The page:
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Because Orange County is a mecca for action sports, you tend to find local hooks in many of the festival entries in that category. Newport Beach resident and big-wave surfing champion Peter Mel appears in Joshua Pomer's new documentary, Discovering Mavericks, about the pioneering riders of the legendary Bay Area break, while Costa Mesa action-sports lifestyle magazine What Youth and the like-minded San Diego-based brand Reef present Kai Neville and Victor Pakpour's Anything Sing, which allows Luke Davis, Nick Rozsa, Conner Coffin, Mick Fanning, Beau Foster, Ford Archbold and Shane Dorian to truly express themselves. Gnarly.
From action sports, you can run counter to a sport with action thanks to Randy Hamilton's Touchdown Newport, which shows how 26 years of football futility ended at Newport Harbor High School with the arrival of coach Ernie Johnson. Members of Johnson's 1970 squad, coaches and cheerleaders return to revel in their glory days as Sailors. By the way, did I mention NBFF chief executive Gregg Schwenk is a Sailor? His programmers made sure to tell me.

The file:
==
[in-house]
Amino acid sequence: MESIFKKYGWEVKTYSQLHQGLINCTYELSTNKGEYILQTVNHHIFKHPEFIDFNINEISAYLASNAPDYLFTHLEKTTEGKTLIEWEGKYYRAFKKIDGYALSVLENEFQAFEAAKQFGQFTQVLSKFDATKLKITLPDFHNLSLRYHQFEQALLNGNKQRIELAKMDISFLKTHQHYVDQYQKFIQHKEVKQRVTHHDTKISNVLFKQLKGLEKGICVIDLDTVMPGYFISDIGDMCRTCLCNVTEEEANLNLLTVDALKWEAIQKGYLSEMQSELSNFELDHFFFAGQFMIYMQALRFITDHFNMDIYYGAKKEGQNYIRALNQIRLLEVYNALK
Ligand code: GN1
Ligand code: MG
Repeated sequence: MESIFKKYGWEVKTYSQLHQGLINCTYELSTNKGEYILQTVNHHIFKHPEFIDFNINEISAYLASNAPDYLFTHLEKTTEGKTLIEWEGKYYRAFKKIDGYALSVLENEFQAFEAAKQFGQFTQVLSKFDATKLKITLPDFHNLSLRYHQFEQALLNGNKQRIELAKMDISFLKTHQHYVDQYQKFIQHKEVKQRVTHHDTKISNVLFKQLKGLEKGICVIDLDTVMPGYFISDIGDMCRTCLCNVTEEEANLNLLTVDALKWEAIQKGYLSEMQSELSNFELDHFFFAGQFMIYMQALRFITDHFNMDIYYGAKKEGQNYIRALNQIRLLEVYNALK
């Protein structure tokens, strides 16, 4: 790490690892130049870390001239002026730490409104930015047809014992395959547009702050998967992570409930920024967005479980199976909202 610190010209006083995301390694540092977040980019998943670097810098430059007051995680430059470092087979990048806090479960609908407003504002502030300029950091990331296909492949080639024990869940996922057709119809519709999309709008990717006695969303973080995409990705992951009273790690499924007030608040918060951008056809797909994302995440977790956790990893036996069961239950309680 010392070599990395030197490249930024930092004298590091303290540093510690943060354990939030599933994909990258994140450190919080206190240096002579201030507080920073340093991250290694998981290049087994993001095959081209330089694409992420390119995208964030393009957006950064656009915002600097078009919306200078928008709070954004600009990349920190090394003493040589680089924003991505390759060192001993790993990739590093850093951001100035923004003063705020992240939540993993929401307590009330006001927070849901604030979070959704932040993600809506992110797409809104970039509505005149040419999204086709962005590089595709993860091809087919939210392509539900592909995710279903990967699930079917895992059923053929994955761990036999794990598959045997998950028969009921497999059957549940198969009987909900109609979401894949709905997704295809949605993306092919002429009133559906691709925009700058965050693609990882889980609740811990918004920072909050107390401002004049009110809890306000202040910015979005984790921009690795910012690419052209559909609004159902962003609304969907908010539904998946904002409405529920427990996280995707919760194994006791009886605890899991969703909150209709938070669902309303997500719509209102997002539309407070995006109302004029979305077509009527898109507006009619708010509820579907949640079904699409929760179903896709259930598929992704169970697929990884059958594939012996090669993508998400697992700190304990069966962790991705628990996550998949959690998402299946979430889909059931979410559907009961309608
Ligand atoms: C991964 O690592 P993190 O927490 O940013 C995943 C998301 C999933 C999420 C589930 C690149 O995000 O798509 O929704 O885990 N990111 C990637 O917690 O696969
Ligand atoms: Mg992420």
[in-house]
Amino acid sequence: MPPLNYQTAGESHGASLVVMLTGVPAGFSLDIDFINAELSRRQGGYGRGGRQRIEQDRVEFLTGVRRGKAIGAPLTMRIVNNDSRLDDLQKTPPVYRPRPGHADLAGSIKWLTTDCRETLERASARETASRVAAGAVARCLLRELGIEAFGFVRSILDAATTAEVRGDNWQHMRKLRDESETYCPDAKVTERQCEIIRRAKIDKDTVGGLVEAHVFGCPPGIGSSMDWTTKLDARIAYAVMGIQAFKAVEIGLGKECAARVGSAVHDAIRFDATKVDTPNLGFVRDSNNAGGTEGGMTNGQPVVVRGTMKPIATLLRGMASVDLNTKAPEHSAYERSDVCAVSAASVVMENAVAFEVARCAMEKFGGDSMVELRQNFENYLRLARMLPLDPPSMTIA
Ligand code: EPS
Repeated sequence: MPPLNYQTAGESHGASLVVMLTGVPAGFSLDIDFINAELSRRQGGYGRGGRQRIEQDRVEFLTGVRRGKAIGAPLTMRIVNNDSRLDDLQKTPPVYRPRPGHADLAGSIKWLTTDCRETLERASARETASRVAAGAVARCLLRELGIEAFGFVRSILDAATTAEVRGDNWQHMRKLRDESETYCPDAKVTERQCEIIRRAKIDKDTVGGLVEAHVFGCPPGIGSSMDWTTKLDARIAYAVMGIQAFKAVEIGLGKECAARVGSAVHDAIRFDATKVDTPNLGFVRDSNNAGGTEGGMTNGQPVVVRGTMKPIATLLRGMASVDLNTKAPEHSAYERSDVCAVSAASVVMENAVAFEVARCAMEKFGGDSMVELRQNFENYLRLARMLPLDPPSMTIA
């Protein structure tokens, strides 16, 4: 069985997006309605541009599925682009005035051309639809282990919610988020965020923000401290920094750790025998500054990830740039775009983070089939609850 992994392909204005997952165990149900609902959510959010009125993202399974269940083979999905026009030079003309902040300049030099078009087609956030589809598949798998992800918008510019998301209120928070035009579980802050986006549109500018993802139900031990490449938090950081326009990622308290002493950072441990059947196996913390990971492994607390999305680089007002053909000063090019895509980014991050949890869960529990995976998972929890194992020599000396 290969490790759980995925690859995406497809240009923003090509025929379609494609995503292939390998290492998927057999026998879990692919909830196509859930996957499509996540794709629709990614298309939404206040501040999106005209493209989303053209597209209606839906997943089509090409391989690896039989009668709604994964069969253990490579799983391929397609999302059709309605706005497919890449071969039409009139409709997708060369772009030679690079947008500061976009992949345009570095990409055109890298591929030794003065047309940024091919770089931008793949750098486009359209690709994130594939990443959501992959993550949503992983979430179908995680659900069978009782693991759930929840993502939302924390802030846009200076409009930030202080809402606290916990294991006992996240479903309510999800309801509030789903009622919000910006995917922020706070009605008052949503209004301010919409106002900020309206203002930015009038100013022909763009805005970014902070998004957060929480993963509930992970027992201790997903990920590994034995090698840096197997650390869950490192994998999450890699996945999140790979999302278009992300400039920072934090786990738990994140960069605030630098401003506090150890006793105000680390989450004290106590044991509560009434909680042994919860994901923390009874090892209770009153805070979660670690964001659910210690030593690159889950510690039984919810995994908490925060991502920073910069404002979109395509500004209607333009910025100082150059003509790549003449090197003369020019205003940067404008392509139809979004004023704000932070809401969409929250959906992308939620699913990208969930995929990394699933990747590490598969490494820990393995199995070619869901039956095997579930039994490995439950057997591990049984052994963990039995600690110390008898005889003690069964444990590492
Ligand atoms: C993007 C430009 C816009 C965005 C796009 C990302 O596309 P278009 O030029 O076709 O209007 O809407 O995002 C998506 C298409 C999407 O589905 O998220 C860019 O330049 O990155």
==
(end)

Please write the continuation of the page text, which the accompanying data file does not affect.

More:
Touchdown Newport screens with What It Takes, Rick Davitt and Mark Powell's documentary on the water-polo program at Mater Dei High School in Santa Ana. How does the coach follow four consecutive state championships, an undefeated season and two team captains graduating? By sending his young players off for U.S. Navy SEAL leadership training. (Pity the opposing player who resembles bin Laden.)